Recently, a Canadian delegation from Natural Resources Canada (NRCan), Global Affairs Canada and the Department of Fisheries and Oceans Canada (DFO) filed Canada’s Arctic Ocean submission, a 2,100-page scientific report, to the United Nations Commission on the Limits of the Continental Shelf in New York.
Based on massive amounts of geoscientific data measuring the seafloor, an additional 1.2 million square kilometres could be added to Canada’s land area of 9.98 million km
Caption: Canadian Coast Guard Ship (CCGS) Louis S. St-Laurent and CCGS Terry Fox in the Arctic Ocean.
Quick Fact: The Arctic Ocean coastline is 45,390 km long and virtually landlocked, bordered by Canada, Greenland, Norway, Russia and the United States. When the project started, Canada had geophysical data for only 3,000 km of coastline. An additional 19,000 km was covered during the program.
Caption: Geophysical gear being deployed from the CCGS Louis S. St-Laurent in the Arctic Ocean.
Quick Fact: Researchers dredged nearly one metric tonne of rocks at depths up to 2,500 metres — four times the height of Toronto’s CN tower — from an area one-third the size of Ontario, with some of the rocks representing the first samples ever collected from the location.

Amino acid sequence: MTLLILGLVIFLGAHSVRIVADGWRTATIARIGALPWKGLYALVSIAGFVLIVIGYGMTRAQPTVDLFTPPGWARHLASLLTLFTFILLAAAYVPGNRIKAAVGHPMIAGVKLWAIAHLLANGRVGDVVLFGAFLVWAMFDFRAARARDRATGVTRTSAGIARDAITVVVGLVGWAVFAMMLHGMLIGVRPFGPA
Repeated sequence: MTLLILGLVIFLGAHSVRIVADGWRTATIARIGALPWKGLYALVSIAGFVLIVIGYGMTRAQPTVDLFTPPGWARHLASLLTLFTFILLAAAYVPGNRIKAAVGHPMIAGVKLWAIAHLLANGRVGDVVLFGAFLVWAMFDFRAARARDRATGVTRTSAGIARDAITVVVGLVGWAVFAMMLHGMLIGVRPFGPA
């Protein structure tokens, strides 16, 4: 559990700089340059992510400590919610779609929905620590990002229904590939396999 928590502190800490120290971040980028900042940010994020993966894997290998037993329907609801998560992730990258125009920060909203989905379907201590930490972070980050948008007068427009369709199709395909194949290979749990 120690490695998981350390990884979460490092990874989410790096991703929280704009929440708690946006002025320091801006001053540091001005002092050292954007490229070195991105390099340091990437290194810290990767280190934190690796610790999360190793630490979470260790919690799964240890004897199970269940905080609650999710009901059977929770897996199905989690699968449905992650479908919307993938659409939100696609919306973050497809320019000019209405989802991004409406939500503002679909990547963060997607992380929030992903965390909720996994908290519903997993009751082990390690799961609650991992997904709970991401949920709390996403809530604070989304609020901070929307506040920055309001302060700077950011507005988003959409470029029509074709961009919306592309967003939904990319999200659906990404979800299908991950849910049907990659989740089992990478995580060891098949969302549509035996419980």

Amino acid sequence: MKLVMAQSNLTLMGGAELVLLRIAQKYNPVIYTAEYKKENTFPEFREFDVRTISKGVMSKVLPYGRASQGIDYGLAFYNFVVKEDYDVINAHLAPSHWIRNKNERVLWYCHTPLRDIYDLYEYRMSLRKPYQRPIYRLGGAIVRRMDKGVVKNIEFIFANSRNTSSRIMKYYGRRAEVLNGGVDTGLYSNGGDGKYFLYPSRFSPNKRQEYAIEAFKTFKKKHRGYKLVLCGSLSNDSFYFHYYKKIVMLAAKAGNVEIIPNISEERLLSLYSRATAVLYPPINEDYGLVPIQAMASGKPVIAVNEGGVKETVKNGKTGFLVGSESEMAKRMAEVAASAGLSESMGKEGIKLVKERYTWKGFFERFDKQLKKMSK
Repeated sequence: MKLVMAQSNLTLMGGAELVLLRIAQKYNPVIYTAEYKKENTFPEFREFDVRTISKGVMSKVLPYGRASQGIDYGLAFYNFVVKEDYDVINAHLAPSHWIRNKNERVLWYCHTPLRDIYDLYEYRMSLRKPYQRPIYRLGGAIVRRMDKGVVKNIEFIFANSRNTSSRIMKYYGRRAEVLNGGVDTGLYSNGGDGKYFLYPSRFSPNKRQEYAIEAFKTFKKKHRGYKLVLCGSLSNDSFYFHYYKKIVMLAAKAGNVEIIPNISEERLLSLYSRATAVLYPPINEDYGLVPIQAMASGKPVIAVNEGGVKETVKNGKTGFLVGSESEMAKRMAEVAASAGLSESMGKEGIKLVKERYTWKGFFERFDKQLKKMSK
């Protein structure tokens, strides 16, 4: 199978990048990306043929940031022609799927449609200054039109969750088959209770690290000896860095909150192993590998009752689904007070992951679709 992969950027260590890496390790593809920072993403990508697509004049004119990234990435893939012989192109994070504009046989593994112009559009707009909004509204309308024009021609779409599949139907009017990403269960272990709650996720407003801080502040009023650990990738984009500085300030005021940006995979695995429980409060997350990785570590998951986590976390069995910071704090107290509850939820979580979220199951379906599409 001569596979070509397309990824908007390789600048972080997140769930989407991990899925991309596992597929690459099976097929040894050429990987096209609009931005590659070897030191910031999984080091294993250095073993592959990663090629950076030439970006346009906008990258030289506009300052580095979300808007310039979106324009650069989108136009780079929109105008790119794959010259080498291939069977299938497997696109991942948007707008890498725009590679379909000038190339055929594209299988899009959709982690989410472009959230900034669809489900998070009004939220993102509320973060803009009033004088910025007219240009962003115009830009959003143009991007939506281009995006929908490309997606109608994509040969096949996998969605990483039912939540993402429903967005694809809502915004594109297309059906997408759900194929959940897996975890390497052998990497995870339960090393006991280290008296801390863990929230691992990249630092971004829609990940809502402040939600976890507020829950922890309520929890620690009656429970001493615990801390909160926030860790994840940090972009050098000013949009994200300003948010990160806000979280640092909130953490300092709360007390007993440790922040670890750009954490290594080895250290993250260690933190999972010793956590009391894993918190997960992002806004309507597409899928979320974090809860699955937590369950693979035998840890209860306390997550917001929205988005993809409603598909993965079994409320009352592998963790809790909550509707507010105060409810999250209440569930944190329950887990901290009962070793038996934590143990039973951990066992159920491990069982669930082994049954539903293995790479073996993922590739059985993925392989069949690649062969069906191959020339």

Caption: Helicopter operations: Ice Camp on Borden Island in the Canadian Arctic.
Quick Fact: The Arctic Ocean is home to two North Poles: the Magnetic North Pole, which shifts due to changes in magnetic field in the Earth’s core, and the Geographic North Pole, a static point at the top of the world at 90 North.
Caption: Thick ice conditions Canada faced in acquiring data in the Arctic Ocean.
Quick Fact: To record high-resolution seafloor images in areas inaccessible to icebreakers, scientists programmed an autonomous underwater vehicle to perform mapping surveys that lasted for three days over a distance of 400 km.
Caption: Swedish Icebreaker Oden and CCGS Louis S. St-Laurent in the Arctic Ocean.
Quick Fact: Canada’s continental shelf beyond 200 nautical miles in the Arctic and Atlantic oceans covers approximately 2.4 million km2 in total — about the size of the three Prairie provinces. Canada’s most recent UNCLOS submissions describe one of the largest continental shelf areas ever submitted for consideration to the United Nations Commission on the Limits of the Continental Shelf.
Caption: NRCan / Geological Survey of Canada scientist Kai Boggild deploying a sonobuoy from an Arctic Ocean ice floe during helicopter operations.
Quick Fact: The team discovered fossilized plant material on the seabed, which suggests that volcanic islands covered in vegetation existed in the Arctic Ocean millions of years ago.
Read more in the Geological Survey of Canada’s blog,
click here. Learn about Canada’s extended continental shelf program,
click here. Find out more on the science of surveying,